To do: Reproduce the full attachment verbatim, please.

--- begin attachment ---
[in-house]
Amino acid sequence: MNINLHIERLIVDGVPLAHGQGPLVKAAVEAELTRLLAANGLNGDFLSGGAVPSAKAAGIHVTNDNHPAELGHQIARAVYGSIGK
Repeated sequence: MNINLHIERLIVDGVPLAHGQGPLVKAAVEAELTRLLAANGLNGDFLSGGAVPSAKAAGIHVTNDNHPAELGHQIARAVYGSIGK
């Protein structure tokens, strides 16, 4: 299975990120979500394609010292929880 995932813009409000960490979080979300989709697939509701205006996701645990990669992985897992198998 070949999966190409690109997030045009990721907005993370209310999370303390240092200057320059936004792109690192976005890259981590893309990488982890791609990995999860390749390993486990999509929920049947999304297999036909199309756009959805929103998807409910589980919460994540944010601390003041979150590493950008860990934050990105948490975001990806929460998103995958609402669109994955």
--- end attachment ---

[in-house]
Amino acid sequence: MNINLHIERLIVDGVPLAHGQGPLVKAAVEAELTRLLAANGLNGDFLSGGAVPSAKAAGIHVTNDNHPAELGHQIARAVYGSIGK
Repeated sequence: MNINLHIERLIVDGVPLAHGQGPLVKAAVEAELTRLLAANGLNGDFLSGGAVPSAKAAGIHVTNDNHPAELGHQIARAVYGSIGK
């Protein structure tokens, strides 16, 4: 299975990120979500394609010292929880 995932813009409000960490979080979300989709697939509701205006996701645990990669992985897992198998 070949999966190409690109997030045009990721907005993370209310999370303390240092200057320059936004792109690192976005890259981590893309990488982890791609990995999860390749390993486990999509929920049947999304297999036909199309756009959805929103998807409910589980919460994540944010601390003041979150590493950008860990934050990105948490975001990806929460998103995958609402669109994955």